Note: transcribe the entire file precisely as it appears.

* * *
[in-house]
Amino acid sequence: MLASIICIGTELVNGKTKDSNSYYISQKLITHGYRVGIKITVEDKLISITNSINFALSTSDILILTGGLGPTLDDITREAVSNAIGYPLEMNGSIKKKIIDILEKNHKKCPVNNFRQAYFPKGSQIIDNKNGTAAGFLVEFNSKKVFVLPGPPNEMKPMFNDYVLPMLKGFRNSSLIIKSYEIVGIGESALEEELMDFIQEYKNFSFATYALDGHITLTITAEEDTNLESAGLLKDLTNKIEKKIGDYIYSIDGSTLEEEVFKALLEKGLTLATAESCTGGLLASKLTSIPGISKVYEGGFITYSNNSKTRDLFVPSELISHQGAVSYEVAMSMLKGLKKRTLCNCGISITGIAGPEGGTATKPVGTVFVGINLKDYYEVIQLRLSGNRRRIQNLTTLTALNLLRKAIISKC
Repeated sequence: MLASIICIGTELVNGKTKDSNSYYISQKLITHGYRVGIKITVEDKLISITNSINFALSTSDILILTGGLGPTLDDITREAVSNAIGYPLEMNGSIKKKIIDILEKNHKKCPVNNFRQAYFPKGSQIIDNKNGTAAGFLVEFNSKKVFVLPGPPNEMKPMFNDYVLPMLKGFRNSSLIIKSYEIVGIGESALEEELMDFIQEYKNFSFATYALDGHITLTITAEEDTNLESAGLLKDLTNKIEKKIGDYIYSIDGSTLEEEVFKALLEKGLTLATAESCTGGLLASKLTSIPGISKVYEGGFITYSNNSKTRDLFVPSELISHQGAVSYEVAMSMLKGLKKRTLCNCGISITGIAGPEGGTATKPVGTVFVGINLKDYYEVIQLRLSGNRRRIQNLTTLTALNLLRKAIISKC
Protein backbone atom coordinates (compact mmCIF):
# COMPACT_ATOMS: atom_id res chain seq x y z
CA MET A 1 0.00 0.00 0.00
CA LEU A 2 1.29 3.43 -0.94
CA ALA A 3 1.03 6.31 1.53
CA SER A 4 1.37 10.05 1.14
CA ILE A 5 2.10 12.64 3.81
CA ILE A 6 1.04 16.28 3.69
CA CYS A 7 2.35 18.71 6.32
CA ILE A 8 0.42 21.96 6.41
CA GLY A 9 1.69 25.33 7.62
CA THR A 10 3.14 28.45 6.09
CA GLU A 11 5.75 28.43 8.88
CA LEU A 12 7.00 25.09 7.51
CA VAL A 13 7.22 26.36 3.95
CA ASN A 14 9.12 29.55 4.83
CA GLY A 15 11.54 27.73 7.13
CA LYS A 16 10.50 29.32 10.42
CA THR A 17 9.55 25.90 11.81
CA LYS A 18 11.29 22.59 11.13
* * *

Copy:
[in-house]
Amino acid sequence: MLASIICIGTELVNGKTKDSNSYYISQKLITHGYRVGIKITVEDKLISITNSINFALSTSDILILTGGLGPTLDDITREAVSNAIGYPLEMNGSIKKKIIDILEKNHKKCPVNNFRQAYFPKGSQIIDNKNGTAAGFLVEFNSKKVFVLPGPPNEMKPMFNDYVLPMLKGFRNSSLIIKSYEIVGIGESALEEELMDFIQEYKNFSFATYALDGHITLTITAEEDTNLESAGLLKDLTNKIEKKIGDYIYSIDGSTLEEEVFKALLEKGLTLATAESCTGGLLASKLTSIPGISKVYEGGFITYSNNSKTRDLFVPSELISHQGAVSYEVAMSMLKGLKKRTLCNCGISITGIAGPEGGTATKPVGTVFVGINLKDYYEVIQLRLSGNRRRIQNLTTLTALNLLRKAIISKC
Repeated sequence: MLASIICIGTELVNGKTKDSNSYYISQKLITHGYRVGIKITVEDKLISITNSINFALSTSDILILTGGLGPTLDDITREAVSNAIGYPLEMNGSIKKKIIDILEKNHKKCPVNNFRQAYFPKGSQIIDNKNGTAAGFLVEFNSKKVFVLPGPPNEMKPMFNDYVLPMLKGFRNSSLIIKSYEIVGIGESALEEELMDFIQEYKNFSFATYALDGHITLTITAEEDTNLESAGLLKDLTNKIEKKIGDYIYSIDGSTLEEEVFKALLEKGLTLATAESCTGGLLASKLTSIPGISKVYEGGFITYSNNSKTRDLFVPSELISHQGAVSYEVAMSMLKGLKKRTLCNCGISITGIAGPEGGTATKPVGTVFVGINLKDYYEVIQLRLSGNRRRIQNLTTLTALNLLRKAIISKC
Protein backbone atom coordinates (compact mmCIF):
# COMPACT_ATOMS: atom_id res chain seq x y z
CA MET A 1 0.00 0.00 0.00
CA LEU A 2 1.29 3.43 -0.94
CA ALA A 3 1.03 6.31 1.53
CA SER A 4 1.37 10.05 1.14
CA ILE A 5 2.10 12.64 3.81
CA ILE A 6 1.04 16.28 3.69
CA CYS A 7 2.35 18.71 6.32
CA ILE A 8 0.42 21.96 6.41
CA GLY A 9 1.69 25.33 7.62
CA THR A 10 3.14 28.45 6.09
CA GLU A 11 5.75 28.43 8.88
CA LEU A 12 7.00 25.09 7.51
CA VAL A 13 7.22 26.36 3.95
CA ASN A 14 9.12 29.55 4.83
CA GLY A 15 11.54 27.73 7.13
CA LYS A 16 10.50 29.32 10.42
CA THR A 17 9.55 25.90 11.81
CA LYS A 18 11.29 22.59 11.13